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How to Evolve Like Barbie

By Mar 24, 2009

You turn 50 and you lose ground to your rivals. Suddenly your wealth of houses, dream cars and ability to get as many Ken dolls as you want mean nothing. Everyone is lusting after younger dolls.

The icon who put the “plastic” in plastic surgery, Mattel’s Barbie doll remains a well-known—and polarizing—cultural and social phenomenon. Introduced in the pre-dawn of the feminist movement, generations of women have grown up with her wardrobes, careers, friends, boyfriends, pets, playhouses, and flashy pink sports cars.

But a lot has changed in 50 years and Mattel, who introduced Barbie five decades and a billion units ago, is now rolling out a commemorative doll and conducting an “All Things Barbie” promotional campaign to perk up sagging sales.

Barbie’s history, however, has reflected the evolving role of women. For example:

When Barbie debuted women made up only 38% of the workforce. Now they make up 60%.

In 1961 Barbie met Ken, love ensued, and they began dating (and did so until 2004). Back then the number of unmarried heterosexuals in long-term relationships numbered just under half a million. Today there are 6.5 million such happy couples.

Mattel introduced an Astronaut Barbie in 1965, but it wasn’t until 1983 that Sally Ride became the first US woman in space.

In 1973, Nurse Barbie went to med school. Her specialty? Surgery. The percentage of female doctors back then? 10%. Now it’s up to 35%.

In 1980 Barbie went multiracial with the introduction of the Black, Hispanic and “International” versions. Today, the number of people who identify themselves a “mixed race” is 5 million, which is up 25% since the beginning of the 21st century.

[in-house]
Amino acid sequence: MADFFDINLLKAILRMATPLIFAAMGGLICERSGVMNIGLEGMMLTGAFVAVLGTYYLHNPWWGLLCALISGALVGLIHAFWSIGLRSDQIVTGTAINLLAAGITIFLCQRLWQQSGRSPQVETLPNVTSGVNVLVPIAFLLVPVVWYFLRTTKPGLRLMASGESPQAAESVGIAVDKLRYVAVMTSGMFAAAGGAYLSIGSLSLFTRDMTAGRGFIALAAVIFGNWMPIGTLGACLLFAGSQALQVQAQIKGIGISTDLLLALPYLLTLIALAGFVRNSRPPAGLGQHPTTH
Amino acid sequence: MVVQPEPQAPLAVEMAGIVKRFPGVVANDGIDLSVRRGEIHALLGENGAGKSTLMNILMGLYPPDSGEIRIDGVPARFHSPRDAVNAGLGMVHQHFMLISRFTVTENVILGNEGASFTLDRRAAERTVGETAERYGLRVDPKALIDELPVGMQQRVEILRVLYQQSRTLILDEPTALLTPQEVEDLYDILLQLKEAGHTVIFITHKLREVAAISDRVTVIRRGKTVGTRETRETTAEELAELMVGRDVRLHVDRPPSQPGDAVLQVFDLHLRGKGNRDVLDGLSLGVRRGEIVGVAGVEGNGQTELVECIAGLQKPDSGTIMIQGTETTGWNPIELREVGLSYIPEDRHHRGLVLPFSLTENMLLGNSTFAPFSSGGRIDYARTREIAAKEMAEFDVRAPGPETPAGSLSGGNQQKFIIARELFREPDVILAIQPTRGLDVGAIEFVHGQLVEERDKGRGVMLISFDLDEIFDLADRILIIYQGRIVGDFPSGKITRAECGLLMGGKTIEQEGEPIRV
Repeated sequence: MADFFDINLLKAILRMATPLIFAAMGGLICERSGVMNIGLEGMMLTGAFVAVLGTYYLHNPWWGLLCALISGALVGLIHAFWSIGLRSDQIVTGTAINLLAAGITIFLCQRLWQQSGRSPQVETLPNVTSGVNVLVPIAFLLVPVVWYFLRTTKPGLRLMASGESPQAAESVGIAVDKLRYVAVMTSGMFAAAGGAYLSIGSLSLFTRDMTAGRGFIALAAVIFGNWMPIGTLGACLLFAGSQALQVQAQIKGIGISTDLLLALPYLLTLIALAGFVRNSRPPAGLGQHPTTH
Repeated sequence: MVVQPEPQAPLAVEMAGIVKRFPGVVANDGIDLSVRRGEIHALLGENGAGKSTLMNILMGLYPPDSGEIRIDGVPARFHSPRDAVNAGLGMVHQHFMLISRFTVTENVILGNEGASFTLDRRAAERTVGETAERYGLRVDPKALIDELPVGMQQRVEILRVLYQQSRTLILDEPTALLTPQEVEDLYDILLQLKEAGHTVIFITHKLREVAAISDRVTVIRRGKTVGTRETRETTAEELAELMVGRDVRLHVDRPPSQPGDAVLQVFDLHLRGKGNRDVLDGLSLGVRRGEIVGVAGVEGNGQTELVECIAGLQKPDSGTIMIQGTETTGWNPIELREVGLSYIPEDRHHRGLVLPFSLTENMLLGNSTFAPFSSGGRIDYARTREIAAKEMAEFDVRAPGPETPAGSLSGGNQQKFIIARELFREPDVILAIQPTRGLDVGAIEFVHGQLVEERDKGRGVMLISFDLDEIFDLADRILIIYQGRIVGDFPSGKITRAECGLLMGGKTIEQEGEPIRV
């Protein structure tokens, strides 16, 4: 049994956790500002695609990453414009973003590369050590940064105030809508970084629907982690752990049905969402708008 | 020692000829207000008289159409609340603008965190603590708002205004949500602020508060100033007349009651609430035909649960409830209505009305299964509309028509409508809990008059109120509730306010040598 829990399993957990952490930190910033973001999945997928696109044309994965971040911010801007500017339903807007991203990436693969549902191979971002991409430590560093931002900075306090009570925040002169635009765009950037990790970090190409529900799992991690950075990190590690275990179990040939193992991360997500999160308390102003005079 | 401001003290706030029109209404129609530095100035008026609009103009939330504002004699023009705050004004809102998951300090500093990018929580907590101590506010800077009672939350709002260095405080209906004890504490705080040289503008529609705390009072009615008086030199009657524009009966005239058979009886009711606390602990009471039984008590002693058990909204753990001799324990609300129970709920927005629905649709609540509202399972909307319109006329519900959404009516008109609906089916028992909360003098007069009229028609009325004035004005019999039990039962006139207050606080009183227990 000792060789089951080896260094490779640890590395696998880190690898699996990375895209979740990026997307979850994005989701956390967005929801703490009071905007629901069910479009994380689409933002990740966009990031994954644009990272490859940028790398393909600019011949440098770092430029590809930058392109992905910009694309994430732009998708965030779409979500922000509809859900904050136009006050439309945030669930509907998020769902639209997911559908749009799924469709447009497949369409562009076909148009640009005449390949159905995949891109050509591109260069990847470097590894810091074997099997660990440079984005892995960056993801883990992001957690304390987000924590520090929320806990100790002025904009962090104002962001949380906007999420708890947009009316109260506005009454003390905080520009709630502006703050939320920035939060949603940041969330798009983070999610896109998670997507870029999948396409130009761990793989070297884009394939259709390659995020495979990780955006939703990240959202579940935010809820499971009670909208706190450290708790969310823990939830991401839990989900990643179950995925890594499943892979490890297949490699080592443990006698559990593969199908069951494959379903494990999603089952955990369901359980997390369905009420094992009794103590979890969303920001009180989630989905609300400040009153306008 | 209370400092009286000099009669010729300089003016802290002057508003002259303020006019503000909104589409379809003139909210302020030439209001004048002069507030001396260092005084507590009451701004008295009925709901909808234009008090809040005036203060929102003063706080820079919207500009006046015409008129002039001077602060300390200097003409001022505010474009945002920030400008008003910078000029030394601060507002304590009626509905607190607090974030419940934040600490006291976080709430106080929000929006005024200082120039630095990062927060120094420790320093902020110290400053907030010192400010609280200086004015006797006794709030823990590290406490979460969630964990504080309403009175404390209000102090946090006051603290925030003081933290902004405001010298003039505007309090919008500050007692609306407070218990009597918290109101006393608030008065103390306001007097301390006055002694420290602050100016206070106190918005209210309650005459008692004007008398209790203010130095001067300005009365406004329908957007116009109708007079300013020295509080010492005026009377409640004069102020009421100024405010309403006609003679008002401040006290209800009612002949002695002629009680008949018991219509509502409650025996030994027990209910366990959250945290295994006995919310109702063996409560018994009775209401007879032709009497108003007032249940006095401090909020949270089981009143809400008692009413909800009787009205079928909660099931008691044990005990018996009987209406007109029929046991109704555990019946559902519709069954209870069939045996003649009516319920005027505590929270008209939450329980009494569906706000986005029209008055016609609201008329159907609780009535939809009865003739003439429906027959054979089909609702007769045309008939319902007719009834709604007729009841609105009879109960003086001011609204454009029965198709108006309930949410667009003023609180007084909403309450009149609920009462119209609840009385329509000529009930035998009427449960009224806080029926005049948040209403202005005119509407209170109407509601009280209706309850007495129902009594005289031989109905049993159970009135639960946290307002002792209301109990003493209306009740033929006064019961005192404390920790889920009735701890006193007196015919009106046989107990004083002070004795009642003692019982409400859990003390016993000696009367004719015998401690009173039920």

In 1989 Barbie served in four military branches, wearing uniforms approved by the Pentagon. The number of female veterans today numbers 1.8 million at an average age of 47.

In 1992 Teen Talk Barbie whined, “Math class is tough,” prompting anger from parents and an apology from Mattel. Still, the number of math doctorates granted to women at that time was 23%. Today it’s only slightly higher, at 29%.

1992 was also the first year Barbie ran for president, and based on sales did nearly as well as Hillary Clinton 16 years later with her 18 million votes in the Democratic presidential primaries. (Is a Barbie Secretary of State with a collection of pants suits in the offing?)

In 2004 Barbie and long-time boy-toy, Ken, broke up after 43 years and then reunited in 2006, which is a real storybook ending since today only 6% of divorced couples get back together.

However, unlike real women, Barbie hasn’t changed physically and it’s been noted that her measurements — at 36-18-38 — if rendered in the flesh, would make it impossible for her to stand. She’s lost market share over the past decade, with domestic sales falling as much as 12% in recent years. And no matter what memories she evokes for moms, her target audience has grown younger, more sophisticated, and increasingly disinterested in the fantasy Barbie has to offer. What’s worse, interactive dolls, toys, and video games have moved into the dream house neighborhood.

All the categories we study change over time, and this is no exception. Once considered edgy now seems relatively tame, especially when compared to real-life Barbies like Jessica Simpson, Lindsay Lohan and Britney Spears. More recently she’s been replaced by Bratz dolls with pouty lips and by Hannah Montana fashion dolls.

Still and all, it’s a real cultural and marketing event. Barbie, the iconic fashion doll with the top-heavy figure and high-heel arches is 50. And some fairytales do continue for girls even when women are long past the point of believing in them.

Robert Passikoff, Ph.D, is founder and president of Brand Keys Inc.